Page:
CM . . .
. Volume IX Number 18. . . . May 9, 2003
Frustration can be a wonderful catalyst for evoking change. The idea for this directory, this Who's Who in Black Canada, grew out of my frustration in seeing very few representatives of the various ethno-racial groups in Canada reflected in trade publications and some public media events. It concerned me that examples of success in business rarely portrayed those who were not from the mainstream culture, meaning White-Anglo-Saxon and usually male. . . . . a chance discussion . . . led to the realization that a listing of "who's doing what where among Blacks across Canada " could be a useful tool, not just for Blacks, but for the larger population. It soon became apparent that many needs and interests would be served through such a resource; it would be a source of reference for members of the media looking for "experts" or spokespeople from various sectors; executive search firms looking for capable people who could also help them meet a growing number of corporate clients' request for "diversity" in their ranks; a mentoring tool for youth, . . . ; Who's Who in Black Canada would facilitate networking and provide members of the Black population with a big picture view of our activities and accomplishments across the country ; and it would be a snap-shot of our place in contemporary history. (19-20)
In addressing these needs noted above, Who's Who in Black Canada succeeds admirably. A compilation of biographical profiles of over 700 Black Canadians, this contemporary directory provides an alphabetical listing of individuals prominent in a variety of sectors of Canadian society: education, business, medicine, the arts, business, sports, law, and so on. Many are well-known internationally, while some whose accomplishments are better known within smaller communities. Some are trail blazers and pioneers, but all are worthy of note in this contemporary directory of black success and black excellence in Canada. The compilation of any "who's who" is a daunting task; selection and publication of biographical profiles resulted from submissions made by an initial pool of over 1400 individuals contacted and invited to provide information for this first edition. A sense of the historical importance of many of these accomplishments underlies many of these profiles; however, although accompanying publicity brochures suggests that one can find out about areas in which Black Canadians were trail-blazers (i.e. the first Black to play in the NHL, the first Black judge to sit on the Supreme Court, etc.), the only way to do so is to read every profile in order to find that information. Indexes are provided, listing individuals by province and by primary activity of accomplishment; future revisions might incorporate a date list or time line for easy finding of "first" accomplishments. The directory provides text in French in order to honour the contributions of those individuals whose accomplishments have been undertaken primarily within French Canada; however, this is an English-language publication, and however inclusive and well-intentioned, the French text seems almost out of place.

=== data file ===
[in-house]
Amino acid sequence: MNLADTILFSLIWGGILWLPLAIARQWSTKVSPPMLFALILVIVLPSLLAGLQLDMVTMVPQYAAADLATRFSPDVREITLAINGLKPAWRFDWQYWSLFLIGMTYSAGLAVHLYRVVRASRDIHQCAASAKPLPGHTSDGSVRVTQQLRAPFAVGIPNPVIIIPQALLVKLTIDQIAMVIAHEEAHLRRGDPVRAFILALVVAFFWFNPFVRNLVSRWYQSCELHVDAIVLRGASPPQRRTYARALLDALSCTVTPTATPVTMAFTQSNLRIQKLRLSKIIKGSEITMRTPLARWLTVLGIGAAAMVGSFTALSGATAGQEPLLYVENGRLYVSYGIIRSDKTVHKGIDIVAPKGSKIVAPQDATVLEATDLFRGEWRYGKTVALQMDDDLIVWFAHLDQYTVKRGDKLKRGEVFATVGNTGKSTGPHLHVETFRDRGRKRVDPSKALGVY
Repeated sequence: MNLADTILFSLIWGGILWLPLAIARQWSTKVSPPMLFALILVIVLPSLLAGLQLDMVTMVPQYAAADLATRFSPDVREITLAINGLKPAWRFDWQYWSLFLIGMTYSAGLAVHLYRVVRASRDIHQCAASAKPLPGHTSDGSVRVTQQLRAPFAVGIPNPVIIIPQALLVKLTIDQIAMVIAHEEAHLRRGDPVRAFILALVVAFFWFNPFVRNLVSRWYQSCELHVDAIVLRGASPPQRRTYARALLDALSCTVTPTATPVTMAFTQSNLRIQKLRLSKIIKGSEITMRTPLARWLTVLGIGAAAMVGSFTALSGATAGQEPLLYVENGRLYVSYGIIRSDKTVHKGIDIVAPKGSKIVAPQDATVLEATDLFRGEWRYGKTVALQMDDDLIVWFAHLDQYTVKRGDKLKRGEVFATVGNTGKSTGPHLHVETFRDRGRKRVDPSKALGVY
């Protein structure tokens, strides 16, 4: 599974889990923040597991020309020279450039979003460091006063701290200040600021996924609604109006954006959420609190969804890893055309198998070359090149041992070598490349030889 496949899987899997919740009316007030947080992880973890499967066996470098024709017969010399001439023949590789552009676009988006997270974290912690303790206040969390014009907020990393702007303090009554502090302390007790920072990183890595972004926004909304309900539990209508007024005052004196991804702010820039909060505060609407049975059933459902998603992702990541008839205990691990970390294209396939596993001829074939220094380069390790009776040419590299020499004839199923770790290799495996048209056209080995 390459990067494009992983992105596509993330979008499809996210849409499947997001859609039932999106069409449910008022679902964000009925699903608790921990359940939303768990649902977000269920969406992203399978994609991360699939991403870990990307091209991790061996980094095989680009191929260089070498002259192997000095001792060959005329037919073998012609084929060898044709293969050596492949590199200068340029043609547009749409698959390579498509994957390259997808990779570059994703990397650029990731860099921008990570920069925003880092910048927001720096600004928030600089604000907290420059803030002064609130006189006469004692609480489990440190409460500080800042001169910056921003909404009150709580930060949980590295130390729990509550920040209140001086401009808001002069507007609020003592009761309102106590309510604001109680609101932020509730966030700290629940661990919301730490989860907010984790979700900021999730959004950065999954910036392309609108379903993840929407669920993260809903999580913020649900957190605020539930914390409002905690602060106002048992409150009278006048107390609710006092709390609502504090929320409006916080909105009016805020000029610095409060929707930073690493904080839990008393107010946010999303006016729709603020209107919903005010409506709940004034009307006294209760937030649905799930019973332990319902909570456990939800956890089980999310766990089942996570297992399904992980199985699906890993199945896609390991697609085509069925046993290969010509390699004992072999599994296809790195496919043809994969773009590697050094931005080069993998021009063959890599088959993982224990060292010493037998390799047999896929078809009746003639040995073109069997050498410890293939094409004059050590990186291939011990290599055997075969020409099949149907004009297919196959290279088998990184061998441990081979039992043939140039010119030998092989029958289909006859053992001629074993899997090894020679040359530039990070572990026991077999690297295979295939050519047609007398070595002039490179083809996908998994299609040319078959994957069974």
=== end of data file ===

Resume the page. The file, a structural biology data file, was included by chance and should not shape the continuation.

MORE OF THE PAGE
Dawn Williams is keenly aware that her publication is a first of its type and that it can be improved by subsequent revisions. In the Introduction, she wrote that "The purpose of Who's Who in Black Canada [then] is to inform, educate, and celebrate the men and women in the various provinces in the various sectors who are contributing to their professions and to their communities. . . . One day, a publication such as this will no longer be necessary. Until that happy day arrives, it is my hope that by recognizing and embracing this diversity, we will become a richer, more inclusive society, all the stronger, and all the more capable for capitalizing on the human resources which exist within our midst. (21) At nearly $50.00 a soft-cover copy, Who's Who in Black Canada is not an inexpensive resource; however, it certainly has a place in the school libraries of communities with large Black populations, and it could be a very useful resource for projects involving the celebration of Black Canadian heritage.
Joanne Peters is a teacher-librarian at Kelvin High School in Winnipeg, MB.
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